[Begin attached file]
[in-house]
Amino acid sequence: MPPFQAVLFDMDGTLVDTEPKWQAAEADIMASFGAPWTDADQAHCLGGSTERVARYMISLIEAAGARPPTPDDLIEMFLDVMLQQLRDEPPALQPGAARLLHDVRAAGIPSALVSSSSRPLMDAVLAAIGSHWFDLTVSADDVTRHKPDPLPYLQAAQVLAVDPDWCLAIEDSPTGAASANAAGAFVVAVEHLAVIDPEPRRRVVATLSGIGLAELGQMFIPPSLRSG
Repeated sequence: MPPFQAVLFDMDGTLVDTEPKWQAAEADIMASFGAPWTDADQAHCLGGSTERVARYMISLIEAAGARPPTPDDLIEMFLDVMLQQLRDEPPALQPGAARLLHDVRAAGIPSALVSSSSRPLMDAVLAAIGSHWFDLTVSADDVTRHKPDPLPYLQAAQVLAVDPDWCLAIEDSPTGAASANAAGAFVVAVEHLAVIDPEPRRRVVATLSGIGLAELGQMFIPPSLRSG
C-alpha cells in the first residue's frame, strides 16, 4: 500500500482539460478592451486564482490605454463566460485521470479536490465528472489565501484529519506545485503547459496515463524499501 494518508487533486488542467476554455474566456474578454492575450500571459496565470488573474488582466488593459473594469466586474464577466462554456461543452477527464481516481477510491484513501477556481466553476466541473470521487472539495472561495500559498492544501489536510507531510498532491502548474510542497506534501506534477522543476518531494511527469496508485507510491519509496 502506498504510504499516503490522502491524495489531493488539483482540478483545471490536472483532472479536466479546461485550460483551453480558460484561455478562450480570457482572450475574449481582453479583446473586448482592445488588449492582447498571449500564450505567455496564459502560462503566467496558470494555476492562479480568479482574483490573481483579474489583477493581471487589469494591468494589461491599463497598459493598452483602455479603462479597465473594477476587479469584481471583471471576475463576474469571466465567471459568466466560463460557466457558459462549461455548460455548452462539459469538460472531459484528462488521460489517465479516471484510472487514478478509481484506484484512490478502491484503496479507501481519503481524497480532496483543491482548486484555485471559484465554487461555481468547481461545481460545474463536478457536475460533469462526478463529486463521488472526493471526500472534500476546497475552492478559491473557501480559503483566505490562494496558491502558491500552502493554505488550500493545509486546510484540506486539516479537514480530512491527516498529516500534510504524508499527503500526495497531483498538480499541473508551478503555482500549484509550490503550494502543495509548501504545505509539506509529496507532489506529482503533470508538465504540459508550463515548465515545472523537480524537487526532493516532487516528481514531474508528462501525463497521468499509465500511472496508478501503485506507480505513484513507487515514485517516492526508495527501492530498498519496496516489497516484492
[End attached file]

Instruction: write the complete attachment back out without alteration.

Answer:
[in-house]
Amino acid sequence: MPPFQAVLFDMDGTLVDTEPKWQAAEADIMASFGAPWTDADQAHCLGGSTERVARYMISLIEAAGARPPTPDDLIEMFLDVMLQQLRDEPPALQPGAARLLHDVRAAGIPSALVSSSSRPLMDAVLAAIGSHWFDLTVSADDVTRHKPDPLPYLQAAQVLAVDPDWCLAIEDSPTGAASANAAGAFVVAVEHLAVIDPEPRRRVVATLSGIGLAELGQMFIPPSLRSG
Repeated sequence: MPPFQAVLFDMDGTLVDTEPKWQAAEADIMASFGAPWTDADQAHCLGGSTERVARYMISLIEAAGARPPTPDDLIEMFLDVMLQQLRDEPPALQPGAARLLHDVRAAGIPSALVSSSSRPLMDAVLAAIGSHWFDLTVSADDVTRHKPDPLPYLQAAQVLAVDPDWCLAIEDSPTGAASANAAGAFVVAVEHLAVIDPEPRRRVVATLSGIGLAELGQMFIPPSLRSG
C-alpha cells in the first residue's frame, strides 16, 4: 500500500482539460478592451486564482490605454463566460485521470479536490465528472489565501484529519506545485503547459496515463524499501 494518508487533486488542467476554455474566456474578454492575450500571459496565470488573474488582466488593459473594469466586474464577466462554456461543452477527464481516481477510491484513501477556481466553476466541473470521487472539495472561495500559498492544501489536510507531510498532491502548474510542497506534501506534477522543476518531494511527469496508485507510491519509496 502506498504510504499516503490522502491524495489531493488539483482540478483545471490536472483532472479536466479546461485550460483551453480558460484561455478562450480570457482572450475574449481582453479583446473586448482592445488588449492582447498571449500564450505567455496564459502560462503566467496558470494555476492562479480568479482574483490573481483579474489583477493581471487589469494591468494589461491599463497598459493598452483602455479603462479597465473594477476587479469584481471583471471576475463576474469571466465567471459568466466560463460557466457558459462549461455548460455548452462539459469538460472531459484528462488521460489517465479516471484510472487514478478509481484506484484512490478502491484503496479507501481519503481524497480532496483543491482548486484555485471559484465554487461555481468547481461545481460545474463536478457536475460533469462526478463529486463521488472526493471526500472534500476546497475552492478559491473557501480559503483566505490562494496558491502558491500552502493554505488550500493545509486546510484540506486539516479537514480530512491527516498529516500534510504524508499527503500526495497531483498538480499541473508551478503555482500549484509550490503550494502543495509548501504545505509539506509529496507532489506529482503533470508538465504540459508550463515548465515545472523537480524537487526532493516532487516528481514531474508528462501525463497521468499509465500511472496508478501503485506507480505513484513507487515514485517516492526508495527501492530498498519496496516489497516484492